It was a long road, and I haven’t even mentioned the site infection, the PIC line, or all the added stress that Erin carried for the duration of the process. I honestly don’t know how I would’ve handled it all without her. Because she is awesome. But if you know me well enough to be reading this, you’re also nodding your head and saying “Obviously, you doofus, you married WAY the hell up.” I know, people, I know.
So now, six years later, I’m a stronger rider than I was then. I came back, with the help and encouragement of lots of people. The injury isn’t a total memory — I have some pain in the soft tissue of the joint on that side, sometimes. If I overwork it, I’ll ache and limp. I’m taking steps to work through that, but i suspect some left-side weirdness will be a companion as long as I’m active. I’ll take it, though, because I’m just happy to be here, healthy and happy and active, even in this weirdest of years.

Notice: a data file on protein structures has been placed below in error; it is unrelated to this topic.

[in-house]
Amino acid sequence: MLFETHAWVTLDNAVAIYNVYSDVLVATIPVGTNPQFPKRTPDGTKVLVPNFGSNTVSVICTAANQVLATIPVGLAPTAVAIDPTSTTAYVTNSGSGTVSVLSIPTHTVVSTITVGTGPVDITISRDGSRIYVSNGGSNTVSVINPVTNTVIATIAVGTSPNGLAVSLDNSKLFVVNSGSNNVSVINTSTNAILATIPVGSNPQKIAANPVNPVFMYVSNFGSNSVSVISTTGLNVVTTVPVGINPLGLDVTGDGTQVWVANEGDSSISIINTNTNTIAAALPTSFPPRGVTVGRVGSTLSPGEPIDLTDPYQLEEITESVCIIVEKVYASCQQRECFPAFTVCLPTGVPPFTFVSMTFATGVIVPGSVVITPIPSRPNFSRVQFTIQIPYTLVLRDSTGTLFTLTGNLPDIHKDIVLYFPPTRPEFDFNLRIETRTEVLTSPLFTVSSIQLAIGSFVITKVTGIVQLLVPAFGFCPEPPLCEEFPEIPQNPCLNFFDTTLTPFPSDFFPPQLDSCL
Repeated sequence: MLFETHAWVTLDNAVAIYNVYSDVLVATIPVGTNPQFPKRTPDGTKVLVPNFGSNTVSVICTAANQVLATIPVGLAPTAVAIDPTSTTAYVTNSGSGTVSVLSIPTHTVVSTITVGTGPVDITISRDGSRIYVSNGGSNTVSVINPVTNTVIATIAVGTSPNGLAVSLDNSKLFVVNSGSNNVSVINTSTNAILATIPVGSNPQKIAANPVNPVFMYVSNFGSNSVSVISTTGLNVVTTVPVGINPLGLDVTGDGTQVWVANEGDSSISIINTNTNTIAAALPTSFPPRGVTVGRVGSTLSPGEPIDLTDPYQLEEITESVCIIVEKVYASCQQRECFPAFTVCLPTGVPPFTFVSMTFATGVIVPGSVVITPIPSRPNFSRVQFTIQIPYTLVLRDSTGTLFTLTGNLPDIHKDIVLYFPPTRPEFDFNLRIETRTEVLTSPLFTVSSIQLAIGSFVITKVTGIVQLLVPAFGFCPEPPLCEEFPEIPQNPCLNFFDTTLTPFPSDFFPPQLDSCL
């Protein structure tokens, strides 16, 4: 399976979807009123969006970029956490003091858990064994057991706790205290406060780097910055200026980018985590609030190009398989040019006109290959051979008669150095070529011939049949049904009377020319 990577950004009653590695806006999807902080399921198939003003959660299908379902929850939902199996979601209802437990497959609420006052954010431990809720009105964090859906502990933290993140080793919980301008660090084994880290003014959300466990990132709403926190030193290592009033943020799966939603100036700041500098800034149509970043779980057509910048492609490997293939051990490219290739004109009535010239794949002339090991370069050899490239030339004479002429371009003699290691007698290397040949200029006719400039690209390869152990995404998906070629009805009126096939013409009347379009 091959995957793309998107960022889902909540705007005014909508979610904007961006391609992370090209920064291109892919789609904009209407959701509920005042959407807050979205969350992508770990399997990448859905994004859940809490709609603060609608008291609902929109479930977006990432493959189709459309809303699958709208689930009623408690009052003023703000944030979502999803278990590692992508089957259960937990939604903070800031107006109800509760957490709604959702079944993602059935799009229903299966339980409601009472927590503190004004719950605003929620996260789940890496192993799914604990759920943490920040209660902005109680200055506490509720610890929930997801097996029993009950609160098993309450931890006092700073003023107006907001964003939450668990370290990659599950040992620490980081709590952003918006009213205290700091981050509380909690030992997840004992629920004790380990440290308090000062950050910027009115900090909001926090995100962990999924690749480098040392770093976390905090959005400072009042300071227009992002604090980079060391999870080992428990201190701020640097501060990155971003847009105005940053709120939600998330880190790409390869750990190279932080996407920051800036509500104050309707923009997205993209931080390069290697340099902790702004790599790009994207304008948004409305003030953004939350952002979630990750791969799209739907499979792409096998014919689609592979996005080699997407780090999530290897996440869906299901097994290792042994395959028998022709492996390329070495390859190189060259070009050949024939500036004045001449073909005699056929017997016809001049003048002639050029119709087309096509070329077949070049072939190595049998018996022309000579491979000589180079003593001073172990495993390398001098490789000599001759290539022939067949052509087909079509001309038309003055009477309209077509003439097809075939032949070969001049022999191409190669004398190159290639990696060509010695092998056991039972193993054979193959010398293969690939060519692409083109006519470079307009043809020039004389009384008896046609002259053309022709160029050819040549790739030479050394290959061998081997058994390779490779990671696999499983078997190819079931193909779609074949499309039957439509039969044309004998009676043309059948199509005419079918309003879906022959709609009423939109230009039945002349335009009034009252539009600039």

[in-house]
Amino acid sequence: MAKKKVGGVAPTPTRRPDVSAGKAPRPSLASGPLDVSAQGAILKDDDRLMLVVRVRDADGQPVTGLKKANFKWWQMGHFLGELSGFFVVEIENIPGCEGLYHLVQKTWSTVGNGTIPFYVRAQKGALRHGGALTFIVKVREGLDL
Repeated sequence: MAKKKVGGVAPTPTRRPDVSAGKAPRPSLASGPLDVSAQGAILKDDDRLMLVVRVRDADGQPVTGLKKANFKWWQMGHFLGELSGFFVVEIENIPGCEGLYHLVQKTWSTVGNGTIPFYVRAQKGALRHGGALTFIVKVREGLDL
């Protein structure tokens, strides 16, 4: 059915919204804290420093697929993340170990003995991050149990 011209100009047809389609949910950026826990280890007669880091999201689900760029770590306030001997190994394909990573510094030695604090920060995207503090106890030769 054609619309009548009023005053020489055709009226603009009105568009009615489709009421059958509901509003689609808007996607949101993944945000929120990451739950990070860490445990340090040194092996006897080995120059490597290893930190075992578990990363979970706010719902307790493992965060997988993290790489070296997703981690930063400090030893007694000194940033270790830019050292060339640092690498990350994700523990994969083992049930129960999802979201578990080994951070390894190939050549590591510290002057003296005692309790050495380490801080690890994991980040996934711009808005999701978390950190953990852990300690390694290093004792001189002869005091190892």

Who wants to go ride bikes?
I follow, and have for years and years, a nerd-culture stick-figure comic strip called xkcd. It doesn’t stand for anything.
The following spring he elaborated: It was his fiancee, and it was stage III breast cancer. Both of them were very young — mid 20s — this was, as he notes, seriously bolt-from-the-blue territory.
Then, in 2012, he published Two Years.
And in 2017, he followed with Seven Years.
This month, he wrote Ten Years.
Hope and joy and grace can be found, even in weird, dark times.
I’m not entirely sure what we did to deserve George Clooney, but, well, we got him anyway.
This long GQ profile/interview is pretty great, and includes the long-sought official confirmation that the “Clooney once gave his best friends a million bucks each, in cash” story is 100% true.
The best part:
“You know, it’s funny,” Clooney says. “I remember talking to one really rich asshole who I ran into in a hotel in Vegas—certainly a lot richer than I am. And I remember the story about the cash had come out, and he was like, ‘Why would you do that?’ ”
Clooney smiles. “And I was like, ‘Why wouldn’t you do that, you schmuck?’ ”
Lord knows I’m mostly out of patience for boomer-era culture, but there’s absolutely nothing deniable about the Stones in their heyday.
This is the first performance of “Sympathy for the Devil,” from 1968 concert film “The Rolling Stones’ Rock and Roll Circus,” so they’re basically at their peak. It’s also the last performance (apparently) with Brian Jones, who’d be ejected from the band — and planet Earth — within a year.
Watch for John Lennon dancing at about 5 minutes. ;)